The idea was hardly revolutionary; indeed the post-war Labour government had given lip service to the concept as part of its reconstruction and redevelopment programs. However, apart from occasional public announcements and exhortation from Goosens, nothing happened for seven more years.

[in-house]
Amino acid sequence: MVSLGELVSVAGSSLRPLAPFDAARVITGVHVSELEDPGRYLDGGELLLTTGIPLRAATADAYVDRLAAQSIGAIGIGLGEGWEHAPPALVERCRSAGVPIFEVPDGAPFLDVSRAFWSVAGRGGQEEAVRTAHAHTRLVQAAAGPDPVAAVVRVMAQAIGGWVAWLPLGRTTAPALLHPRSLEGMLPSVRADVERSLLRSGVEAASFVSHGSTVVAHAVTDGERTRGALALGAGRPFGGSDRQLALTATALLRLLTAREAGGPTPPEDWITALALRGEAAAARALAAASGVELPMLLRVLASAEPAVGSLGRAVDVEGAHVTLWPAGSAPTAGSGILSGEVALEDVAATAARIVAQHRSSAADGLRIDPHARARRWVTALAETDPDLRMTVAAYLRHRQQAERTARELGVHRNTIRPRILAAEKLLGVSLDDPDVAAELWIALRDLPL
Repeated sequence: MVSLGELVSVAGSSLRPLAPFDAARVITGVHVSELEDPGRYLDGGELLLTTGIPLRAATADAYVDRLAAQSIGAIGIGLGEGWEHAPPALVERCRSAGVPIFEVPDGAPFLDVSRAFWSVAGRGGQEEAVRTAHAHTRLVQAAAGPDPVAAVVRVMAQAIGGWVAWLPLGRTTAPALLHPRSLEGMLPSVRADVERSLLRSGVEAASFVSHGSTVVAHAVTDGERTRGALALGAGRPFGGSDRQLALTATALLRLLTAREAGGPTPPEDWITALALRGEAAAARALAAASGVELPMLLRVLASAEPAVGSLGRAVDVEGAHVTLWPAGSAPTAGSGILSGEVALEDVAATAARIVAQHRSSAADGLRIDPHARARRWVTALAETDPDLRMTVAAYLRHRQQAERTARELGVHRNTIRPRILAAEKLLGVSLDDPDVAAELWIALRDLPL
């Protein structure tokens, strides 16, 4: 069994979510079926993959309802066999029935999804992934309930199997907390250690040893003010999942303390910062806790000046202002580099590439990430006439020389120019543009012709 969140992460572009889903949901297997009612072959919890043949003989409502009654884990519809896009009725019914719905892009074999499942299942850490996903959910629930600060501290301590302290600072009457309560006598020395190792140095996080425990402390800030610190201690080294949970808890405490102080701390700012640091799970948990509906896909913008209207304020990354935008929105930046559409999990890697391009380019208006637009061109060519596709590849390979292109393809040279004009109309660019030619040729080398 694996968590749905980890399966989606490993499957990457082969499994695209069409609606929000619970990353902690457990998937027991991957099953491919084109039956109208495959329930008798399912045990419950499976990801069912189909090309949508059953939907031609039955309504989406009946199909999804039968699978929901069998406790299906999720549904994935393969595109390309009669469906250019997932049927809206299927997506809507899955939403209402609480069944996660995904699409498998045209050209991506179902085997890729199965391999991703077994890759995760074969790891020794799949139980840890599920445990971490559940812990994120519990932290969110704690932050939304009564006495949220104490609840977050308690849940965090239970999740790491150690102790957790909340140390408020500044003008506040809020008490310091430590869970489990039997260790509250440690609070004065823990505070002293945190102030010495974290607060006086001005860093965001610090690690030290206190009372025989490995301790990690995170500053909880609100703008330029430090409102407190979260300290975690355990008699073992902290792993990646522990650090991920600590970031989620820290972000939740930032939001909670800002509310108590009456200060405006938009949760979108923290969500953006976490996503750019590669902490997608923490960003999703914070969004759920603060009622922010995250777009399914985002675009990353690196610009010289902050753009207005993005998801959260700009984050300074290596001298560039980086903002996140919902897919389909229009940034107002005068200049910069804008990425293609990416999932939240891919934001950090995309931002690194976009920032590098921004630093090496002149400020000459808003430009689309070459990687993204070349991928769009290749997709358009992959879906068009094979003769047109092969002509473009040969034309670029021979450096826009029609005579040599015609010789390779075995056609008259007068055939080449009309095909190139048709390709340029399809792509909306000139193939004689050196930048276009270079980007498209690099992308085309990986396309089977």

|Finally, late in 1954, the State Government of New South Wales, finding itself increasingly embarrassed by its own inaction, became involved in a moderately supportive manner. The Premier of the day, Joseph Cahill, was enthusiastic about the idea and it was he who set up the committee which got the project under way. He also set up an appeal fund to raise money for the building. When it became obvious that the fund would not even raise the $7 million the Opera House was first estimated to cost, Mr Cahill introduced the Opera House Lotteries. The original appeal fund raised about $900,000 and the rest of the $102 million that the Opera House ended up costing came from the profits of the lottery. The building was completely paid for by July 1975.|